AALM: How frequently does the association offer CLE events? How much do they cost?

TH & AHG: Fortunately, our CLE programming is free with membership. We offer CLEs monthly and bi-monthly throughout the year. Some of the CLE topics in the past few years have ranged on the topics of DEI best practices, In House Counsel perspectives, Courtroom Advocacy Skills training, and Meet the Judges best practices panel discussions, and Best Practices Federal Court Edition.

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AALM: In the past year, what CLE events seemed to be most popular?

TH & AHG: This past year the most raved about CLEs we hosted were regarding the topics of diversity, equity and inclusion and our Litigation Judicial Panel event “May It Please the Court.” Our members enjoyed hearing about the effects of the new law that was passed this year banning DEI initiatives in certain programming and enjoyed hearing from our local African American judges on how to be successful as a litigator in their courts. We also host brown bag lunch panels in courtrooms with local judges that our members frequent.

AALM: Does the association offer any mentorship opportunities?

TH & AHG: Absolutely! We have an outstanding mentoring committee that oversees our mentorship programming with our local Black Law Students Association chapters. We also partner with the African American Lawyers Section of the State Bar in our pipeline program by speaking at Law Day and Career Days at local elementary, middle, and high schools. We host mixers with the local law schools, participate in speed networking events and attend conferences where we can reach and network with the law school students. We are always open to having more people serve on the mentoring committee, anyone interested should email [email protected].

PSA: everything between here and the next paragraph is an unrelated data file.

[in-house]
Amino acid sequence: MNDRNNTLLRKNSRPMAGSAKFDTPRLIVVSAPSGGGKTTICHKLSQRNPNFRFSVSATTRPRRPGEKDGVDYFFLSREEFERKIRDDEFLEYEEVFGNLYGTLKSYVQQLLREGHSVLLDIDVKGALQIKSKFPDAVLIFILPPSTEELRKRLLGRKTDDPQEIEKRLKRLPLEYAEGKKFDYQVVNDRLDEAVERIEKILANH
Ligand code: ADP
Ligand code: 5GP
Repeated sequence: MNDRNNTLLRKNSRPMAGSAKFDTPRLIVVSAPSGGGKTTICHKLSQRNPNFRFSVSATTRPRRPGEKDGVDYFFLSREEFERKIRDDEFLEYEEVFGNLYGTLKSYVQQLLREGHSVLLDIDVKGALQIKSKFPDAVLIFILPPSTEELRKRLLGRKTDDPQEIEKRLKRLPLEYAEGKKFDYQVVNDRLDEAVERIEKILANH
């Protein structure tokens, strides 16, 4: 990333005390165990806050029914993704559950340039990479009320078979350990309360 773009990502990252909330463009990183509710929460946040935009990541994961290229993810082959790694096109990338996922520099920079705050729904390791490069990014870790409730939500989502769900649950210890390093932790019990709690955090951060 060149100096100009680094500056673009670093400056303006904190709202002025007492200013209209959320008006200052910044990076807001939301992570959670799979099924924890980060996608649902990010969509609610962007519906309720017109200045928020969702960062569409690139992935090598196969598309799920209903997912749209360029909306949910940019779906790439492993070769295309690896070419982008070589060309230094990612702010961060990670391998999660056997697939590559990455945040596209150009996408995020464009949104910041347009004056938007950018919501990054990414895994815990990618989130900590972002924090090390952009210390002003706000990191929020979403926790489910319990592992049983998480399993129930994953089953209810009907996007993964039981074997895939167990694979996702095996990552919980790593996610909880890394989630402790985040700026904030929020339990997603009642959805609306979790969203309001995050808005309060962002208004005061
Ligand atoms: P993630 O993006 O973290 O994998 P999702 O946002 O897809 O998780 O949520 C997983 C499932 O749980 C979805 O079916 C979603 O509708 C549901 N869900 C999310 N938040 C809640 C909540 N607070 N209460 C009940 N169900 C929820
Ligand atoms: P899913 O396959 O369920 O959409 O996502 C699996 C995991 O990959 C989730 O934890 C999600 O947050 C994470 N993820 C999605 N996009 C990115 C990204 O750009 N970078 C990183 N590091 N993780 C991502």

AALM: If someone wanted to move into a leadership role, what is your first word of advice?

TH & AHG: We encourage anyone interested in a leadership role with JL Turner to come to our monthly board meetings, which are held the second Tuesday of the month at 6:00pm. Make sure you have joined the organization and are a dues paid member. It is also helpful to serve on a committee and help with the programming of the organization to know the inner workings of our association.